Citation with stable link: Philip A. Harland, 'Judeans: Ignatius on Judaizing and Christianizing (early second century CE),' Ethnic Relations and Migration in the Ancient World, last modified January 14, 2023, http://philipharland.com/Blog/?p=9222.
Ancient author: Ignatius of Antioch, Letter to the Philadelphians (in full) and Letter to the Magnesians 8-11 (link).
Comments (by Maia Kotrosits): These letters are attributed to an overseer (or: bishop) of groups of Christians, writing as he travelled from Antioch, Syria to Rome, where he is apparently due to be executed. In these letters he is giving advice, both general and practical, to Christ followers, and he is also ascribing meaning to his death at the hands of the Romans, which he associates with Christ’s death.
Ignatius’ use of the terms “Judaizing” (ioudaismos; transliterated as “Judaism”) and “Christianizing” (christianismos; transliterated as “Christianism”) are linked here, and do not denote two religions or oppositional terms. Rather, Ignatius plays on a tradition which grows out of 2 Maccabees’ (for instance) portrayal of specific Judeans who actively reassert Judean practices (“Judaizing”) and resist acculturation to foreign ways to the point of death. With time, Ioudaismos also becomes associated with a way of life, and a way of belonging to the traditions of Israel, when Judea as homeland was too complicated or unavailable, as it was in early second century after the Roman destruction of Jerusalem (70 CE). (Jerusalem and its temple were never rebuilt.)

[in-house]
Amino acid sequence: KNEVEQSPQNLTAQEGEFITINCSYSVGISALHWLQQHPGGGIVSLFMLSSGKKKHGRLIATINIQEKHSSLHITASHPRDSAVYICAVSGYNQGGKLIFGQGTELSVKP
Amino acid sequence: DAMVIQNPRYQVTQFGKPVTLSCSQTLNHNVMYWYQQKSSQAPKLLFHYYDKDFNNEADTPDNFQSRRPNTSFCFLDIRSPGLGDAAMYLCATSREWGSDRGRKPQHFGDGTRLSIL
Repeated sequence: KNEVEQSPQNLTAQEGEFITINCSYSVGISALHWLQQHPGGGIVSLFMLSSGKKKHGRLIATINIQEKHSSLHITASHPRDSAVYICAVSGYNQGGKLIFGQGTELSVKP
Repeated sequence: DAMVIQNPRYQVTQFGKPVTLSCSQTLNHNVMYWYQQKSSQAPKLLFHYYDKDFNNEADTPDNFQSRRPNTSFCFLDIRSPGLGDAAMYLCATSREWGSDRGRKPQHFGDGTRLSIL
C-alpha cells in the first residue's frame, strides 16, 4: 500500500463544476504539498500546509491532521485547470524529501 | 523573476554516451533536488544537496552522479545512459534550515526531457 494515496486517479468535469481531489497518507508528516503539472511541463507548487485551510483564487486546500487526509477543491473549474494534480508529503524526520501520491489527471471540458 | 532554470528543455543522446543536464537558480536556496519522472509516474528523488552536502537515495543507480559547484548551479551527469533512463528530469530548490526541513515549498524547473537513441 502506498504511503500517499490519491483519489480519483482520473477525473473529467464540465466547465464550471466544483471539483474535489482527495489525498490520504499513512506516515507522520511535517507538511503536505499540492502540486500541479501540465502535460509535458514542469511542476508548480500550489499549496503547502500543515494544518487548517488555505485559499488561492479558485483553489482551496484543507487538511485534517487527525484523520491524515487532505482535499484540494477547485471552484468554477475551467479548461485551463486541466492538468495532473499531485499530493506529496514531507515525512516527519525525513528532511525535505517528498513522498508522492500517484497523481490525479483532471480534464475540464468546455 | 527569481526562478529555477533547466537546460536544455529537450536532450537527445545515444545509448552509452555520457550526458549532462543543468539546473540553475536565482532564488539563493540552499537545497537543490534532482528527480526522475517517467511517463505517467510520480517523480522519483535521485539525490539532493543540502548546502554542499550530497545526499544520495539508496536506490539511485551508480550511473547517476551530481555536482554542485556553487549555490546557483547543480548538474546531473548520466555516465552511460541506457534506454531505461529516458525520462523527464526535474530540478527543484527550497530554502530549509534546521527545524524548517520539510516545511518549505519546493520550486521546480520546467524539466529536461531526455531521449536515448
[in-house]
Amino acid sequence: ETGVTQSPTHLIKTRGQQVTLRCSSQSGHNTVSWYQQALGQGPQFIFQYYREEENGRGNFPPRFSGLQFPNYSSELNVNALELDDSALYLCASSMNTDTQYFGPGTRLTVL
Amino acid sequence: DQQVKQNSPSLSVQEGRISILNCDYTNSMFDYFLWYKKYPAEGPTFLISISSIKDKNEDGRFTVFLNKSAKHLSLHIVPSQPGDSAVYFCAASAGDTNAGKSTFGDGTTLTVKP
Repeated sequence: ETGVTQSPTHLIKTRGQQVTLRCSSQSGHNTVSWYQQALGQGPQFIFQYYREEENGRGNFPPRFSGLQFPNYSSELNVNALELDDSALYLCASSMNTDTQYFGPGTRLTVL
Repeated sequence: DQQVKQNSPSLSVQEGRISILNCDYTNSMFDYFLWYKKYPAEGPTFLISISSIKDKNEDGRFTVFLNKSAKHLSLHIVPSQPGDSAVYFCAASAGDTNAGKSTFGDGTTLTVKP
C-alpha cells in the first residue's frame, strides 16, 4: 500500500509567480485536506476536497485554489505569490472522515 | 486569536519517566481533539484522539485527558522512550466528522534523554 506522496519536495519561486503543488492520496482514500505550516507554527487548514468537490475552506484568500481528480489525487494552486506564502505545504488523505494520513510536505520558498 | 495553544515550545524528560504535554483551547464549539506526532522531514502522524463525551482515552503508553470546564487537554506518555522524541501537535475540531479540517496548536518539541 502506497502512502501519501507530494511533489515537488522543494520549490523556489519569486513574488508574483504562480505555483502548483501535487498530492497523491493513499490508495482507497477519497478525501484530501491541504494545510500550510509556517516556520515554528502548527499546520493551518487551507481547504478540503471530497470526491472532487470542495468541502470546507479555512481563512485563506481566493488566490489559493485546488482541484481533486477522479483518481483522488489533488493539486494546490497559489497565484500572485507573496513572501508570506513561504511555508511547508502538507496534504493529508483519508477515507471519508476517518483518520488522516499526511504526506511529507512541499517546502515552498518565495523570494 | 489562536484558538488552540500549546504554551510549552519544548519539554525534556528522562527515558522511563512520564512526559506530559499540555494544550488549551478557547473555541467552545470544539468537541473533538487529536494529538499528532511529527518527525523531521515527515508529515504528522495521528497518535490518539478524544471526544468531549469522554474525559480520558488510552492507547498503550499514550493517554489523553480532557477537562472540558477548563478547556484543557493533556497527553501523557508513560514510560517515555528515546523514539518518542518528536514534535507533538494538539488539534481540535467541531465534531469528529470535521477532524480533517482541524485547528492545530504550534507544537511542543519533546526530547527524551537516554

Ignatius, obviously invested in and reliant on the history and traditions of Israel, is possibly coining “Christianism,” a counterpart term here, one that imagines the way of life associated with Christ as the door to Israel’s god in the wake of Judea’s subjection. In fact, it seems the only content of being “in Christ” for Ignatius in his letters is imitating Christ in death. These complex factors surrounding Ignatius’ language later get erased as his language is taken to suggest “Christianity” is superior or replaces “Judaism” (supersessionism).
It should be noted that the early second century dating for Ignatius comes from the fourth century church historian Eusebius of Caesarea, and like most datings for ancient history, is not certain.